SEATTLE, Washington (Bloomberg) - Starbucks Corp. Chief Executive Officer Howard Schultz, who wrote he had a "heavy heart" over US President Donald Trump's immigration order, said the company plans to hire 10,000 refugees over five years around the world.
Trump issued an order on Jan 27 suspending the admission of refugees into the US for 120 days and banning citizens from seven predominantly Muslim countries for 90 days. The directive has been criticised by US allies Canada and Germany.
Starbucks is in direct contact with employees affected by the immigration ban and will do "everything possible to support and help them to navigate through this confusing period," Schultz said in a letter to employees posted on the coffee chain's website. Schultz also said that he and Chief Operating Officer Kevin Johnson, who is due to take over the CEO role this year, will begin communicating with workers more frequently.
"I am hearing the alarm you all are sounding that the civility and human rights we have all taken for granted for so long are under attack, and want to use a faster, more immediate form of communication to engage with you on matters that concern us all as partners," Schultz wrote.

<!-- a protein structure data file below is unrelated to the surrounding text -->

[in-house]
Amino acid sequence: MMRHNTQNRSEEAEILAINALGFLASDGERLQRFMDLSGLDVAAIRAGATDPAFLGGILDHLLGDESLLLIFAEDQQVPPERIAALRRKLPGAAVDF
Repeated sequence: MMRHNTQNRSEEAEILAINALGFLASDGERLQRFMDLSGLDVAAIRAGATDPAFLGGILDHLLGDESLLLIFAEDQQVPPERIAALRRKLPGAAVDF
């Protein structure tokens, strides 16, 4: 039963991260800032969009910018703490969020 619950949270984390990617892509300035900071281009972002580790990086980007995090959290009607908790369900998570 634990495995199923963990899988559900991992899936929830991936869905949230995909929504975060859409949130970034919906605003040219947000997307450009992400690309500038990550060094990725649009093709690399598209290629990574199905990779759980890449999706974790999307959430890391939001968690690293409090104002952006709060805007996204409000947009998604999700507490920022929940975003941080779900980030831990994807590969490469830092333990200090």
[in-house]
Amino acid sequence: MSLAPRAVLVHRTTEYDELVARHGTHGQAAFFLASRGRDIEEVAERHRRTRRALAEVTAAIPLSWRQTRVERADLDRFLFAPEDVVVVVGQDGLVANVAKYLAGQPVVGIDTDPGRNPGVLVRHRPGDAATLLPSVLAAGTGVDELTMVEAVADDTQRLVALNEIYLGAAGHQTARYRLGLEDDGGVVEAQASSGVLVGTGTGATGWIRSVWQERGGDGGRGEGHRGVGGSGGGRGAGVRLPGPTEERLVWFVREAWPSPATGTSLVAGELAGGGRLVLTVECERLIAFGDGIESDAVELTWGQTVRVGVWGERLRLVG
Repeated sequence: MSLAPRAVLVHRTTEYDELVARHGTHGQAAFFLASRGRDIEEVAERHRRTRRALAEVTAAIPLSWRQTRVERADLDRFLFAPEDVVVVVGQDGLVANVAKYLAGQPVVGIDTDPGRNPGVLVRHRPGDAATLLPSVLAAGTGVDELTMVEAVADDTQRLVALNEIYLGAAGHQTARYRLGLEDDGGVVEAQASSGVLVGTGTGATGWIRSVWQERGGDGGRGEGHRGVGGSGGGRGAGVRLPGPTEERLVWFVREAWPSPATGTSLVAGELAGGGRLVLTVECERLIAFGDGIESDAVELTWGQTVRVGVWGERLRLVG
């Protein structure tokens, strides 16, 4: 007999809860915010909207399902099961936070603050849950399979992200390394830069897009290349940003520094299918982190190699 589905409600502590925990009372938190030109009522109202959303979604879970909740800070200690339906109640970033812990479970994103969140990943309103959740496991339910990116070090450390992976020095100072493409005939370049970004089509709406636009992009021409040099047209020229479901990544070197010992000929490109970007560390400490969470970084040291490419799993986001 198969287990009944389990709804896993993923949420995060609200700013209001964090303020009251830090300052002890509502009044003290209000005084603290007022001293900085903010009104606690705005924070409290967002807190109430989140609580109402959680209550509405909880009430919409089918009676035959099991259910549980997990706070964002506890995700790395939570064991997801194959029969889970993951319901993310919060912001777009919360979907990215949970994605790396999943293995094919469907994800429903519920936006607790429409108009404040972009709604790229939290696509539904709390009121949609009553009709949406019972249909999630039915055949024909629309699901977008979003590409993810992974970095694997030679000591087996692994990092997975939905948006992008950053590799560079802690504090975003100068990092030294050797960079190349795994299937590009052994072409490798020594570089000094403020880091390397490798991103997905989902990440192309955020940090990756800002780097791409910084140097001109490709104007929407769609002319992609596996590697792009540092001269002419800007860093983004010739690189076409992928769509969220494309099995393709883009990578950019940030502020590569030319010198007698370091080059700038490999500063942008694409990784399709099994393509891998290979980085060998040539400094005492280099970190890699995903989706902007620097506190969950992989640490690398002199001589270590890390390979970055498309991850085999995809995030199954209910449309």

Schultz said he strongly supported the "Dreamers" program, designed to help immigrants who arrive in the US as children.
Boycott Threat In posting the letter, Schultz delivered one of corporate America's fiercest rebukes against Trump's immigration order. The message also brought a backlash from some Americans.
The hashtag #BoycottStarbucks was trending in the U.S. on Monday morning. But Schultz wasn't alone in criticizing Trump's move.
Google CEO Sundar Pichai, an immigrant from India, called the policy "painful," and Goldman Sachs CEO Lloyd Blankfein said it's "not a policy we support".
Trump wants to build a wall on the border with Mexico and possibly pay for it with a 20 per cent tax on Mexican imports in a bid to stem illegal immigration.
Schultz wrote that the company would "help and support our Mexican customers, partners and their families as they navigate what impact proposed trade sanctions, immigration restrictions and taxes might have on their business and their trust of Americans". Starbucks "will continue to invest" in Mexico, he wrote.
"We are living in an unprecedented time, one in which we are witness to the conscience of our country, and the promise of the American Dream, being called into question," he said.